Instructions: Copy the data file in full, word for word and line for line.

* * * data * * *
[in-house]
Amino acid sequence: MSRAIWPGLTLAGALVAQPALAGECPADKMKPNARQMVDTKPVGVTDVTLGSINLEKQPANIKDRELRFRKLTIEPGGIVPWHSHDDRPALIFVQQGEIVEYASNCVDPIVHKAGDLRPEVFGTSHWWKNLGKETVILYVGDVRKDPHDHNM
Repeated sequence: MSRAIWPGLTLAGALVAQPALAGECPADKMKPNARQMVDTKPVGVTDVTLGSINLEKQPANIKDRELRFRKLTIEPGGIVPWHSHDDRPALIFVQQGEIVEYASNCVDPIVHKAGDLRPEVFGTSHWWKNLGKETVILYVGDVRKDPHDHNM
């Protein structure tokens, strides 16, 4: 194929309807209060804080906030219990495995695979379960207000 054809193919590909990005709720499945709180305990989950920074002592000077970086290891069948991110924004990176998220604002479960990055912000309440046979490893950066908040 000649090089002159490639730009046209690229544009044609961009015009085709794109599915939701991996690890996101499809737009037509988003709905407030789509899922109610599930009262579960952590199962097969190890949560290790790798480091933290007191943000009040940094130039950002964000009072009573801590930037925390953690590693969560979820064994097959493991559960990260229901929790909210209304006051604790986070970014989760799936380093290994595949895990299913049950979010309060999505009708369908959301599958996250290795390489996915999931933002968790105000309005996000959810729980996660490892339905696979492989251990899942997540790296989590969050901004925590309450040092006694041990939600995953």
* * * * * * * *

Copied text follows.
[in-house]
Amino acid sequence: MSRAIWPGLTLAGALVAQPALAGECPADKMKPNARQMVDTKPVGVTDVTLGSINLEKQPANIKDRELRFRKLTIEPGGIVPWHSHDDRPALIFVQQGEIVEYASNCVDPIVHKAGDLRPEVFGTSHWWKNLGKETVILYVGDVRKDPHDHNM
Repeated sequence: MSRAIWPGLTLAGALVAQPALAGECPADKMKPNARQMVDTKPVGVTDVTLGSINLEKQPANIKDRELRFRKLTIEPGGIVPWHSHDDRPALIFVQQGEIVEYASNCVDPIVHKAGDLRPEVFGTSHWWKNLGKETVILYVGDVRKDPHDHNM
């Protein structure tokens, strides 16, 4: 194929309807209060804080906030219990495995695979379960207000 054809193919590909990005709720499945709180305990989950920074002592000077970086290891069948991110924004990176998220604002479960990055912000309440046979490893950066908040 000649090089002159490639730009046209690229544009044609961009015009085709794109599915939701991996690890996101499809737009037509988003709905407030789509899922109610599930009262579960952590199962097969190890949560290790790798480091933290007191943000009040940094130039950002964000009072009573801590930037925390953690590693969560979820064994097959493991559960990260229901929790909210209304006051604790986070970014989760799936380093290994595949895990299913049950979010309060999505009708369908959301599958996250290795390489996915999931933002968790105000309005996000959810729980996660490892339905696979492989251990899942997540790296989590969050901004925590309450040092006694041990939600995953």